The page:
Concha y Toro

Francisca Jara 07/04/2021

Todo sobre el vino

The ABC’s of wine terms

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We cannot deny that the technical vocabulary of wine includes terms that seem quite complicated. Especially those that explain stages of its production. Unfortunately, these words often seem to separate us more than bring us closer to this drink. But don’t be scared, managing some of them will help you to understand better the meaning behind.

 

  • Batonnage

 

Is the French term that refers to the process of stirring the lees of a wine. You may wonder what does this mean? In the fermentation process, when yeasts transform sugar into alcohol, the dead yeasts fall to the bottom of the tank or barrel, creating a sediment known as lees. Sometimes, winemakers like to keep the wine in contact with some of them as they deliver aromas, texture and flavour. Other times, the wine is moved to another container to separate it from its solid materials (a simple process called Racking). Finally, there is the batonnage option. This consists of introducing a long baton (batôn in French) through the hole of the barrel to reincorporate the dead yeasts to the wine, adding greater complexity, contributing to its weight on the palate, aromas and flavours. This is the case with the production of Marques de Casa Concha Chardonnay Limited Edition, which is aged for 12 months in barrels on its lees with batonnage.

  • Cap
Ph: Vinológica

 

In red wine production, after the grapes are squeezed, the must is fermented with the skins and the seeds so that they provide flavours, aromas and texture to the final wine. Once the alcoholic fermentation happens, the carbon dioxide produced causes the grape solids to rise, forming a layer that floats upon the wine, called cap.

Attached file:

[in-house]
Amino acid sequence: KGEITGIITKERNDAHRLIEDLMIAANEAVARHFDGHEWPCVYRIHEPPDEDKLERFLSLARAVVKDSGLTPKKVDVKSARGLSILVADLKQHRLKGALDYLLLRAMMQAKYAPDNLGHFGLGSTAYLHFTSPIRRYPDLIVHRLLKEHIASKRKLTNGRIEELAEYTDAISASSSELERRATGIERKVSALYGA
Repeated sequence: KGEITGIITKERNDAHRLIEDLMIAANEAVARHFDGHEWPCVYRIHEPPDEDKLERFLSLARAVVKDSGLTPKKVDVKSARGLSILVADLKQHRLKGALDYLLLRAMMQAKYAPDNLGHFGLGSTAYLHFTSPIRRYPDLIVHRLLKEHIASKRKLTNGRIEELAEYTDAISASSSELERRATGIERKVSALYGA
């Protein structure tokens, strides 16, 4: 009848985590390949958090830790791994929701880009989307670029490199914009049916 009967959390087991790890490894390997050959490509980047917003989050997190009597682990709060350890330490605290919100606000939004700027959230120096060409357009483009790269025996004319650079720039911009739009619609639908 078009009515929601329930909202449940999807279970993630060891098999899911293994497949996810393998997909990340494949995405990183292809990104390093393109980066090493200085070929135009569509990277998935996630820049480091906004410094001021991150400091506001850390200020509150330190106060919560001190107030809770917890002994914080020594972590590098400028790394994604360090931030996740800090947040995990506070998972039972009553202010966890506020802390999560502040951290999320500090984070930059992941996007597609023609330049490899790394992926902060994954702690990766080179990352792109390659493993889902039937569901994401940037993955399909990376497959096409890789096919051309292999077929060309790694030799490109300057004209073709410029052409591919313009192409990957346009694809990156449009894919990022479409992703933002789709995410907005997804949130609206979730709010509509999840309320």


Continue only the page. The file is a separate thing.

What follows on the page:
• Remontage (Pumpovers)
Ph: thebigwinetheory.com

 

This important technique, which was born in Bordeaux, is used all over the world today. It consists of drawing off the must from the bottom of the fermentation vessel and pumping it over the cap, soaking it, for the extraction of colour components. But also to help oxygenating and homogenize the must, yeasts, sugar and their temperature. How many times it is done and how long the pump-over lasts will depend directly on the results that the winemaker is looking for.

 

  • Pigeage (Punchdown)
Ph: thebigwinetheory.com

 

Another way of transmitting aromas and colour to wine is through this technique developed in Burgundy, called pigeage. It’s the process of breaking up the cap and sinking it into the must (with the help of a pigeage plate or fork) to increase its maceration. This process, which is generally applied to varieties such as Pinot Noir, also helps prevent the cap’s oxidation and acetification. In other words, it prevents the wine from being attacked by bacteria, and can be carried out manually or mechanically. In Amelia Pinot Noir, for example, pigeage is done daily for a week, which allows a very delicate extraction of colour and tannins.

  • Cold soak
Ph: thebigwinetheory.com

 

This technique is carried out pre-fermentation process of red and white wines, to get fruitier wines with complex aromas. It consists of keeping the must (without alcohol) in contact with its skins but avoiding spontaneous fermentation. How? By maintaining a temperature typically between 5 and 10 C degrees. In this way, the extraction of colour and aromas will not carry away the bitterness and astringency of the tannins. Gran Reserva Serie Riberas Syrah has four-day of cold soaking fruit, which is reflected in its subtle, structured and elegant palate.

 

Header ph: Gastronoming

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